M. C. Davies

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Maurice Coleman Davies (24 September 1835 – 10 May 1913) was a timber miller in the early history of Western Australia. He created the M.C.Davies Company, later the M.C.Davies Karri and Jarrah Timber Company, a timber empire that employed hundreds of men, laid over a hundred kilometres of private railway, and even built its own private ports for exporting of timber.

Early years[edit]

Davies was born in London on 24 September 1835. His family migrated to Australia when he was about five years old, and settled in southern Tasmania as farmers. In 1847, the family moved to New Norfolk, where Davies' father found work as a shopkeeper. In 1851 the Davies family joined the gold rush to the Victorian gold fields.

M. C. Davies moved to South Australia in 1856, establishing himself as a supplier of building materials. His venture was a financial success, and by 1867 he was operating as a general commission agent and merchant in Adelaide, specialising in the supply of hardwood timber to the railway and construction industries. He was associated with John Wishart in building a bridge over the River Torrens, then in 1872 was part of Baillie, Davies and Wishart, who successfully tendered for the construction of the Aldgate to Nairne section of the Adelaide to Melbourne railway.[1] This required a steady supply of quality hardwood, which was scarce in South Australia. Davies was involved in the difficult task of contracting for timber, and during this time he became interested in the large forests of jarrah and karri in Western Australia. In 1875, he migrated to Western Australia, and the following year was granted a licence to cut timber. He then erected two saw mills on the Collie River. The success of these mills was limited, mainly because of the poor quality of road between the mills and the port of Bunbury.

Flinders Bay jetty
Hamelin Bay jetty

Timber industry[edit]

M C Davies timber concessions in 1899

From 1877, Davies became increasingly interested in the timber country north of Augusta. This area contained excellent forests of jarrah and karri, and there were bays nearby where ships could be loaded. Davies sought a licence to work the area in 1879, but was rejected. He eventually obtained timber rights in 1882, and over the following years he consolidated with numerous additional land purchases and licences. His business prospered, and he built numerous saw mills and over 100 kilometres of railway line to cart the timber. Jetties were built to enable loading of ships in Hamelin and Flinders Bays, and the town of Karridale was established to house the hundreds of workers employed by Davies. Davies' business became so successful that by 1890 he was responsible for 32% of all timber exported from Western Australia.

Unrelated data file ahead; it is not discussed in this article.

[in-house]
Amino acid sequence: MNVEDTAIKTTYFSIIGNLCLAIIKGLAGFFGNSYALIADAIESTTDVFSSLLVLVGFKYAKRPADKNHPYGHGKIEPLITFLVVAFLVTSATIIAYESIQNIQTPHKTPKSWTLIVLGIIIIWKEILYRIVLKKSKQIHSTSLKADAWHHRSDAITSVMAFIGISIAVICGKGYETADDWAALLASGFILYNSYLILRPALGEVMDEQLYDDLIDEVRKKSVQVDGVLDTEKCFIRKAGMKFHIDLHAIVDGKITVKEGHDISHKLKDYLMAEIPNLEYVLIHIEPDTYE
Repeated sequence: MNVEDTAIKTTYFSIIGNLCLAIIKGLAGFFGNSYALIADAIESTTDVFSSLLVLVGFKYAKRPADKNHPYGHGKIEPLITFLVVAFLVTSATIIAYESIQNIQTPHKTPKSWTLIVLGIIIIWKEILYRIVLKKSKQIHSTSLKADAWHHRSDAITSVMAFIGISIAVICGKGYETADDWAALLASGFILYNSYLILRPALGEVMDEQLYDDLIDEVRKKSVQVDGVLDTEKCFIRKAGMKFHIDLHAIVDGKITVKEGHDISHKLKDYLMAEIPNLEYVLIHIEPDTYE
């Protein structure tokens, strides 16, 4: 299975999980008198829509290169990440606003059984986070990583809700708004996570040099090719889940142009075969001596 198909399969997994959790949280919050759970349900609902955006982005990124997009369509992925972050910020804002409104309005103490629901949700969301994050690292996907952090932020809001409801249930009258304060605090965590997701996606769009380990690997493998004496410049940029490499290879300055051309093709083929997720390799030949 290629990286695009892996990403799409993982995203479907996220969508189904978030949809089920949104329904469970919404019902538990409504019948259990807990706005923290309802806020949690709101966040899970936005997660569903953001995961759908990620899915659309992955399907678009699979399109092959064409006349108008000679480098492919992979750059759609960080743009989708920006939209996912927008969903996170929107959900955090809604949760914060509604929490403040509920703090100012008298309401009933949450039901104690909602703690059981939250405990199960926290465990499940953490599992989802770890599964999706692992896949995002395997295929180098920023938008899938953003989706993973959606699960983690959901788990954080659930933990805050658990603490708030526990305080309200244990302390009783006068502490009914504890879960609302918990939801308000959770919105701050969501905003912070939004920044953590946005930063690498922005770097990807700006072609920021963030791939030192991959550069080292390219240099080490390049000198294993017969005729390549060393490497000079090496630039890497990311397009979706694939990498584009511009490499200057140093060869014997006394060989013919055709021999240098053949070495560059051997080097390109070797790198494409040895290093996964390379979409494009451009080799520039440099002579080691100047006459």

By 1894, all six of Davies' sons were involved in his business, and the name of the business was changed from M.C.Davies to M.C.Davies Company Ltd. The business continued to prosper and expand, but the timber markets expanded even more rapidly, and by 1897 the company no longer had the resources to keep pace with market growth. In that year, Davies went to London to float the business as a public company, under the name M.C.Davies Karri and Jarrah Company Ltd.


The next five years were difficult for Davies' business. Many new companies had entered the timber market in Western Australia, and there was fierce competition. South African demand for timber had been seriously affected by the Second Boer War, and other overseas markets were flooded with jarrah and karri. In 1902, M.C.Davies Karri and Jarrah Co. Ltd amalgamated with seven other companies to form Millars Karri and Jarrah Forests Limited, informally known as the "Millars Combine". The main Karridale mill was closed soon after, and by 1913 all of the M.C.Davies Company mills were closed.

Davies retired after the formation of the Millers Combine. He died at his home in Perth on 10 May 1913.[2]


  1. ^ "The Late Mr. M. C. Davies". The Advertiser (Adelaide). LV, (17, 027). South Australia. 13 May 1913. p. 10. Retrieved 22 October 2018 – via National Library of Australia.
  2. ^ "OBIT: MR. M. C. DAVIES". Sunday Times (Perth) (801). Western Australia. 11 May 1913. p. 1 (First Section). Retrieved 1 April 2016 – via National Library of Australia.
  • Gunzburg, Adrian & Austin, Jeff (1997). Rails Through the Bush: Timber and Firewood Tramways and Railway Contractors of Western Australia. Melbourne, Victoria: Light Railway Research Society of Australia. ISBN 0-909340-32-3.
  • Hamling, Bruce F. (1979). "Maurice Coleman Davies, the Timberman". In Hunt, Lyall. Westralian Portraits. Nedlands, W.A.: University of Western Australia Press for the Education Committee of the 150th Anniversary Celebrations. pp. 68–72. ISBN 0-85564-157-6.

Further reading[edit]